iron ore mining process

What are the biggest iron ore companies listed on the ASX? Read on to learn more.

Like many industries, the mining industry was impacted by the pandemic, but for iron ore, the effect was slightly different.

Since 2016 the price of iron had been on a slow steady rise; however, in the spring and early summer of 2021, iron ore spiked to a high of AU$294.03. This lasted only a short while as prices plummeted to AU$131.97 in the latter half of 2021.

This was the result of demand and supply chains playing cat and mouse. In response to the pandemic, China — the world’s biggest producer of steel — began major construction to keep the economy afloat. Iron ore suppliers around the world were short-staffed and unable to keep up with the demand due to COVID-19. Large demand and short supply meant higher prices, but when the suppliers finally returned to work, the demand was no longer present. Production was also paused during the 2022 Winter Olympics in Beijing.

Below, the Investing News Network has listed the biggest iron ore companies on the ASX by market cap so far this year. Data for the top ASX Iron stocks were obtained on March 31, 2022, from TradingView's stock screener.

1. BHP

Market cap: AU$256 billion; current share price: AU$52.39

BHP Group (ASX:BHP), formerly known as BHP Billiton, is a multinational mining company with its headquarters in Melbourne, Australia. BHP is known for mining iron ore, copper, potash, coal and nickel. The company runs six iron ore mining projects out of Pilbara, Western Australia.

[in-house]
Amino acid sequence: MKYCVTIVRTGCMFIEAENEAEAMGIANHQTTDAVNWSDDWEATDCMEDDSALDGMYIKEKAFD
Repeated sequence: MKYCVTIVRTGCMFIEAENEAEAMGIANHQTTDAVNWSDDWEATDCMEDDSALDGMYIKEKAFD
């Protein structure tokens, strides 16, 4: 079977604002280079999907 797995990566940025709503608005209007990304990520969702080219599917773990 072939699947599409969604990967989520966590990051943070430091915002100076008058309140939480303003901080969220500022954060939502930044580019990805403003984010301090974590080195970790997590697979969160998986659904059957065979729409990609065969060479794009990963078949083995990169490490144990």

South Flank, which the company bills as Australia’s largest new iron development in over 50 years, began operation in 2021. It is projected that together with Mining Area C, the two plants will produce 145 million tonnes of ore per year.

2. Rio Tinto

Market cap: AU$176.15 million; current share price: AU$120.34

Rio Tinto (ASX:RIO) creates five products on the western side of Australia including Pilbara Blend, Yandicoogina and Robe Valley. Pilbara Blend products — making up over two-thirds of their iron ore portfolio — are known for consistent quality. Yandicoogina is used by many customers in East Asia and southern China; Robe Valley, with the company’s lowest iron content, is sold for more niche applications.

In partnership with NASA, Rio Tinto plans to open its first intelligent mine: Gudai-Darri, a AU$2.6 billion iron new project with autonomous transportation and drilling systems. In 2018 funding was approved and with the lifting of COVID-19 restrictions, the first production from the plant is expected by summer 2022.

3. Fortescue Metals Group

Market cap: AU$60.93 billion; current share price: AU$21.06

Established in 2003, Fortescue Metals Group (ASX:FMG) is a mining, technology and development company. Fortescue owns five mining projects in the Pilbara region of Western Australia including the Chichester, Solomon and Western Hubs. As one of the leaders in the mining and development sector for battling against climate change, one of the company’s main goals is to have zero carbon emissions by 2030.

On March 1, 2022, Fortescue bought Williams Advanced Engineering and announced the world’s very first zero-emissions infinity train. The new acquisition will be managed by Fortescue Future Industries, the mining company's green energy and technology sector. The infinity train is set to have embedded electricity regeneration to avoid the need for recharging stations, so it will be able to use electric power to bring ore to port and return.

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Securities Disclosure: I, Marlee John, hold no direct investment interest in any company mentioned in this article.

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